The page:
The Ink Factory, producer of “The Night Manager,” has scooped rights to supernatural tale “Devil’s Day” and will adapt it for TV. The book was published this month and is the second from Andrew Michael Hurley.
The British author is hot property after winning numerous accolades for his first book, “The Loney,” including the Costa First Novel Award and the British Book Awards Book of the Year. Stephen King called it “an amazing piece of fiction.”
“Devil’s Day” is set in northern England, where the central character, John Pentecost, returns each year to help his family gather the sheep down from the hills, a process involving ancient lore, mythology, and the devil. When his grandfather dies, Pentecost and his pregnant wife, Kat, are drawn into fermenting local tensions, and become entangled in a haunted past.
“I’m absolutely delighted to be working on the screen adaptation of ‘Devil’s Day’ with The Ink Factory,” Hurley said. “From the first meeting, it was clear that their vision of the relationship between the valley, moorland and the characters matched my own.”
The Ink Factory scored a global hit with “The Night Manager,” the John le Carre adaptation for the BBC and AMC and distributed by Endeavor. The London- and L.A.-based film and TV producer, which is run by Le Carre’s sons Simon and Stephen Cornwell (pictured), is currently working on a TV version of “The Spy Who Came in From the Cold,” also for the BBC and AMC. There is also talk of a second season of “The Night Manager.”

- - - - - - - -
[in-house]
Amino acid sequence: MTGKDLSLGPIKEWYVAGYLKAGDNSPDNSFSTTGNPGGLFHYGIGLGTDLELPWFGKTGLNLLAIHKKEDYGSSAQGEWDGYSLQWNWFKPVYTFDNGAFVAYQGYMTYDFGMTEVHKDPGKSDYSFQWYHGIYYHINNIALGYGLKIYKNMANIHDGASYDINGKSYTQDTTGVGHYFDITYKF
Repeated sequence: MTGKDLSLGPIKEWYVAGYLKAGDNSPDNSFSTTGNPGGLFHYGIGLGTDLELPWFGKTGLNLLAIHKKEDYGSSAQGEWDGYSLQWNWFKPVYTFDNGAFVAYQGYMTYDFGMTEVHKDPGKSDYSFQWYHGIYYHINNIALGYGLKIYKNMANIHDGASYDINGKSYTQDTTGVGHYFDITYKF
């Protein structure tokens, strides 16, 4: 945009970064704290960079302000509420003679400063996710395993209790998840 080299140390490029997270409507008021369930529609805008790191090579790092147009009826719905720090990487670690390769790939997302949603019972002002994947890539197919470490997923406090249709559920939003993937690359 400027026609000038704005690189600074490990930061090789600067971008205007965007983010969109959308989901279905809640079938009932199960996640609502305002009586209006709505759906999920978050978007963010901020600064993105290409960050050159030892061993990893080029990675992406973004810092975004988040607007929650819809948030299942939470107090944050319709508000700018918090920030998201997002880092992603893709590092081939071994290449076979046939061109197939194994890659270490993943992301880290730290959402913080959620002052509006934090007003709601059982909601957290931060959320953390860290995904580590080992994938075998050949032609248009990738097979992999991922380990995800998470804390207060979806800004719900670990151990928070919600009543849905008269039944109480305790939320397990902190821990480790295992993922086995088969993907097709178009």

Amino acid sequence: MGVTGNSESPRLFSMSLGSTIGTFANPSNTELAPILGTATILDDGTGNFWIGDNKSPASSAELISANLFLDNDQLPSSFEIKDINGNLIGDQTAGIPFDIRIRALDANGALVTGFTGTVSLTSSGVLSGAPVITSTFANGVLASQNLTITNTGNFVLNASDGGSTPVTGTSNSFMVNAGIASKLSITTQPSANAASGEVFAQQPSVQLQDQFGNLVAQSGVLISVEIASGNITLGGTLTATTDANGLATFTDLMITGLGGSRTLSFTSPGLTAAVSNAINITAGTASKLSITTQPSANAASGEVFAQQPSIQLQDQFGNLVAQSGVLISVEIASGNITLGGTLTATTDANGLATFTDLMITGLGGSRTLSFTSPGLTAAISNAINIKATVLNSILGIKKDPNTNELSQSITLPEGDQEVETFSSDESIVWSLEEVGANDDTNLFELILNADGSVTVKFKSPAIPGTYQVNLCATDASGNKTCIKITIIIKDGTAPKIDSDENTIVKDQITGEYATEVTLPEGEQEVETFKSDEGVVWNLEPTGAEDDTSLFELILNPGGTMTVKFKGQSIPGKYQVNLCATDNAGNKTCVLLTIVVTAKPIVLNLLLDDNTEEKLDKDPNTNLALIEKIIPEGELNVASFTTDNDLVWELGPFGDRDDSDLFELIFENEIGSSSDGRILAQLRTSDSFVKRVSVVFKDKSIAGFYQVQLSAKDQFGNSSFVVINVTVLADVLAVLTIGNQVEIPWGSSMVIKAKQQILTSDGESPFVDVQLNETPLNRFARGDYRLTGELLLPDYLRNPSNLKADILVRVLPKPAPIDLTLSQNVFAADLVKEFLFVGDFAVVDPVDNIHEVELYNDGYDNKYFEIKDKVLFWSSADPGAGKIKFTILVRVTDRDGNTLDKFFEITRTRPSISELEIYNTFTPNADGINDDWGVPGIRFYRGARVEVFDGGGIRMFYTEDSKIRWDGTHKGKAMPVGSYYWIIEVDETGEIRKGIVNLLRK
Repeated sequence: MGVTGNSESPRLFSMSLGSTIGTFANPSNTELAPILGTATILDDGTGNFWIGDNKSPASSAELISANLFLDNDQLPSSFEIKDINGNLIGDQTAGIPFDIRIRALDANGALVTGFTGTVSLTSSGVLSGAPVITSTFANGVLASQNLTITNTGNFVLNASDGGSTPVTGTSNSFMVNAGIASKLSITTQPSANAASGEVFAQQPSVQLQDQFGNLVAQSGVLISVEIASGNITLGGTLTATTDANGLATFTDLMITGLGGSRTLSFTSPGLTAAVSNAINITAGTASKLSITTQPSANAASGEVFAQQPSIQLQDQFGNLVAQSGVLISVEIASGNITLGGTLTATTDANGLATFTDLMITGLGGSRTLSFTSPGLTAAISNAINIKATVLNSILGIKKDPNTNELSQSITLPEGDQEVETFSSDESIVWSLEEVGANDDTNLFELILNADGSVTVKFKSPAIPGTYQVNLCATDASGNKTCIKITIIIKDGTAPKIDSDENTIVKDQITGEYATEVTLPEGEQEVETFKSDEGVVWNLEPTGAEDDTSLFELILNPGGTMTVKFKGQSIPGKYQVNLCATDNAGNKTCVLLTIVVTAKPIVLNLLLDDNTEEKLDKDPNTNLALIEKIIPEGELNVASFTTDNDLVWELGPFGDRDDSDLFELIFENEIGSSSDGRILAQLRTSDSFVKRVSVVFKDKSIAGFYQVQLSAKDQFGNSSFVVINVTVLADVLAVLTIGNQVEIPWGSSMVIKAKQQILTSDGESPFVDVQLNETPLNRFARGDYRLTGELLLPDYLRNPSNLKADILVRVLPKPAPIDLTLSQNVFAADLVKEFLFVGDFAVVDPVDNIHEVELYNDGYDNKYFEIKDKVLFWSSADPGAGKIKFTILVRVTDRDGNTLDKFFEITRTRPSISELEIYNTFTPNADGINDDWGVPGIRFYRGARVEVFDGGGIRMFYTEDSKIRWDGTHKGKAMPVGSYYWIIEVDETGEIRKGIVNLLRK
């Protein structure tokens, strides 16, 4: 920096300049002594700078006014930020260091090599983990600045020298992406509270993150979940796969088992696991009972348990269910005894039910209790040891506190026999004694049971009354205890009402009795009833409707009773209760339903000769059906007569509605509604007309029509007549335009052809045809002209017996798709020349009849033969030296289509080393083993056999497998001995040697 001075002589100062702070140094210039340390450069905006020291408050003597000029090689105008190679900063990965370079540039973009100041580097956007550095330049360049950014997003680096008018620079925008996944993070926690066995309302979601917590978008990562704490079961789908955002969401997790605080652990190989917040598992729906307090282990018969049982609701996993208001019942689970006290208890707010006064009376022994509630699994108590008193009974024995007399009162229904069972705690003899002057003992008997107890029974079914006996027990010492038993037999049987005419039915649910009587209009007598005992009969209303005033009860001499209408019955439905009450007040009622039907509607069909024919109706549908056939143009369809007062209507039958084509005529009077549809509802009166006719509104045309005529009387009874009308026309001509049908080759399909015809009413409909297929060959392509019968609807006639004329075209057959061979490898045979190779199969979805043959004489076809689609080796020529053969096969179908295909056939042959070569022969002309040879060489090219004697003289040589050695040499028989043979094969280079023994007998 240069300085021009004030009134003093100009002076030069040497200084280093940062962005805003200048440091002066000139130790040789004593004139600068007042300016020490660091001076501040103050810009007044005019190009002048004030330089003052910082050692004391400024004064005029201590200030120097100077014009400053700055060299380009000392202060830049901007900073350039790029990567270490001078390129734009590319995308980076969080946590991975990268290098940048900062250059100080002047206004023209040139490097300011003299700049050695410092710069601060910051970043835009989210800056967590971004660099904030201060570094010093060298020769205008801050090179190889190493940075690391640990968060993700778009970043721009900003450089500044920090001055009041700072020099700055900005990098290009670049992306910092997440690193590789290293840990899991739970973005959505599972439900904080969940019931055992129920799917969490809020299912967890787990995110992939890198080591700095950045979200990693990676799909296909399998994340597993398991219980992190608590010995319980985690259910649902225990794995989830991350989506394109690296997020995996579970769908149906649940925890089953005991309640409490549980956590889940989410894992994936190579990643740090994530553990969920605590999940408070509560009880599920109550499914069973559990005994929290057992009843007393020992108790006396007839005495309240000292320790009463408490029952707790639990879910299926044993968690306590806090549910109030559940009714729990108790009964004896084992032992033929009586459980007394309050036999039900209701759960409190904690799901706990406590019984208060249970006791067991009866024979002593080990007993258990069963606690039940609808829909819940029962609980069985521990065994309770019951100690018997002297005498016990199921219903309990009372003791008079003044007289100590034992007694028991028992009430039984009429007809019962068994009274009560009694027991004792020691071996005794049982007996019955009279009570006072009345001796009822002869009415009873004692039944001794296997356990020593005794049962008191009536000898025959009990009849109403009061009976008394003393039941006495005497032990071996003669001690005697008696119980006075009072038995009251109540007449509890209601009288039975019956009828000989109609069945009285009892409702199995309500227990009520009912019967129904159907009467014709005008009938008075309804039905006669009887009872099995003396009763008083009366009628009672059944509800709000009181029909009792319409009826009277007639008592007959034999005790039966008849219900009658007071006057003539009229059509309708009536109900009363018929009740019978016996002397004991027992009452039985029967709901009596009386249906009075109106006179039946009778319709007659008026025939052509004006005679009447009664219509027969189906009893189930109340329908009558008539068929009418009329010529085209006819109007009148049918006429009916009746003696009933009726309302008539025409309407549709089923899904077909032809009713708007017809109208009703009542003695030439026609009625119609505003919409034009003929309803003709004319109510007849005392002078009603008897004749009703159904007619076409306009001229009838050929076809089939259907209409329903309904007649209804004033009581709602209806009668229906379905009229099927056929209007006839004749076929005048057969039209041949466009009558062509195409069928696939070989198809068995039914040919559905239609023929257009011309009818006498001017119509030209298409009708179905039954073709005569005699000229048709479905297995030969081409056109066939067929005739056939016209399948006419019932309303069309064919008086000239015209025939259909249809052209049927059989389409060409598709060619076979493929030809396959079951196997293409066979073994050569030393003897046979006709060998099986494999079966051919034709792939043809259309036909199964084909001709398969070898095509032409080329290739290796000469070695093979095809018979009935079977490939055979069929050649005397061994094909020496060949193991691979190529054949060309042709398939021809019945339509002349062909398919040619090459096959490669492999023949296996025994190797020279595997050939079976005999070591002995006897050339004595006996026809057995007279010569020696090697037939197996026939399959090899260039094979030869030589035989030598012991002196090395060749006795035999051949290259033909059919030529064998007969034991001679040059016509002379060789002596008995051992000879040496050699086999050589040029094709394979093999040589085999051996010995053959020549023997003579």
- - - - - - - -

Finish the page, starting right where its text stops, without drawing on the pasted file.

The “Devil’s Day” deal was brokered by Luke Speed of Curtis Brown Group on behalf of Lucy Luck of C+W Literary Agency. There are no broadcast or streaming partners yet, as the book has only just been optioned.
Emma Broughton, head of development at The Ink Factory, said the book is ripe for adaptation. “Its beguiling, complex characters, compulsive narrative, and extraordinary evocation of landscape match absolutely, in sensibility and ambition, our commitment to create brilliant, bold, and thrilling drama,” she said.